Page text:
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Lead exposure puts adults, children at risk

Excessive exposure to and absorption of lead can cause lead poisoning, a harmful condition that can result in lots of suffering for adults and children alike. While many people are aware of lead poisoning, few might understand its prevalence and just how big a risk it can pose. Gaining a greater understanding of lead poisoning can help adults protect themselves and their children from this potentially debilitating condition.

Where is lead found?

Lead can be found in many places, including your home. Homeowners who own a home built before 1978 likely have or had lead-based paint somewhere in their home. Beginning in 1978, the United States federal government banned lead-based paint from housing. However, homes built prior to that faced no such restrictions.

Another place lead can be found is in the soil around the home. The soil gets lead from a host of sources, including exterior lead-based paint and leaded gas used in cars. What's especially troubling about the presence of lead in soil is the risk it poses to kids, who can inhale the lead even if they're just playing in the yard.

Household dust is another source of lead. Dust contains the lead from deteriorating exterior paint or soil brought into the home from the outside.

Perhaps the scariest source of lead is drinking water. Homes might have plumbing with lead or lead solder, putting residents at risk of lead poisoning. Lead cannot be seen or tasted and it's also aroma-free, so concerned homeowners should contact their local health department and request their water be tested. Until then, use only cold water for drinking and cooking, and run the water for 15 to 30 seconds before drinking it.

Men and women who work with lead can bring it home on their hands and clothes. In such instances, it's best to shower before coming from work and separate work clothes from the rest of your clothes and the family's clothes when doing laundry.

Additional sources of lead are old painted toys and furniture; food and liquids stored in lead crystal or lead-glazed pottery or porcelain; and hobbies, such as making pottery or stained glass, that used lead.

How do I know I'm at risk?

A home with lead-based paint does not necessarily mean the home is a hazard. To determine if you and your family are at risk, testing on both the family and the home is necessary.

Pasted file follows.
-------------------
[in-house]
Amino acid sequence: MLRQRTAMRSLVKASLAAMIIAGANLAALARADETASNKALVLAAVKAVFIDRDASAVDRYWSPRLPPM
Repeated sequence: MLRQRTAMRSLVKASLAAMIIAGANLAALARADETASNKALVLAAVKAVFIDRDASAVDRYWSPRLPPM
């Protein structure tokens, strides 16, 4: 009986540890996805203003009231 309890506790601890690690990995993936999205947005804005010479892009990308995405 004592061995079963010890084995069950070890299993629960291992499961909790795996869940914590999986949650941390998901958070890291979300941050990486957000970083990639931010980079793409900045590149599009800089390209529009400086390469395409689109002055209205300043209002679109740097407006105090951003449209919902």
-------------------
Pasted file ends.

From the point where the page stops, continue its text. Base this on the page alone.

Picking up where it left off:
The levels of lead in a child's blood typically increase rapidly from six to 12 months of age and often peak somewhere between 18 and 24 months. Blood tests can detect high levels of lead and are most important for children between ages 1 and 2 and children and family members who have been exposed to high levels of lead.

A home inspection can be done in one of two ways, be it a paint inspection or a risk assessment. A paint inspection won't determine if the paint is hazardous, but it will determine the lead content of each different type of painted surface throughout the home. A risk assessment determines if there are any sources of lead exposure and will also suggest a course of action to address these hazards. Homeowners should not do a home inspection on their own. Hire a qualified professional to do the job. The National Lead Information Center (1-800-424-LEAD) can help homeowners find a trained and qualified professional in their area.

How can you protect your family from lead exposure?

Individuals can take several steps to protect their families from lead exposure. In addition to home inspection and blood testing, the following are some of the ways to protect men, women and children from lead exposure.

* Clean up paint chips immediately.

* Clean floors, window frames and window sills on a weekly basis, preferably with a mop, sponge or paper towel soaked in warm water. If possible, use an all-purpose cleaner or a cleaning product made specifically for lead.

* Be thorough when rinsing mops and sponges after cleaning dirty or dusty areas.

* Make sure kids wash their hands frequently and especially before they eat and go to sleep.

* Make sure kids' play areas are clean, and be sure to wash toys and even stuffed animals regularly.

* Avoid tracking soil into the home by removing shoes before entering.

More information about lead exposure is available at www.epa.gov.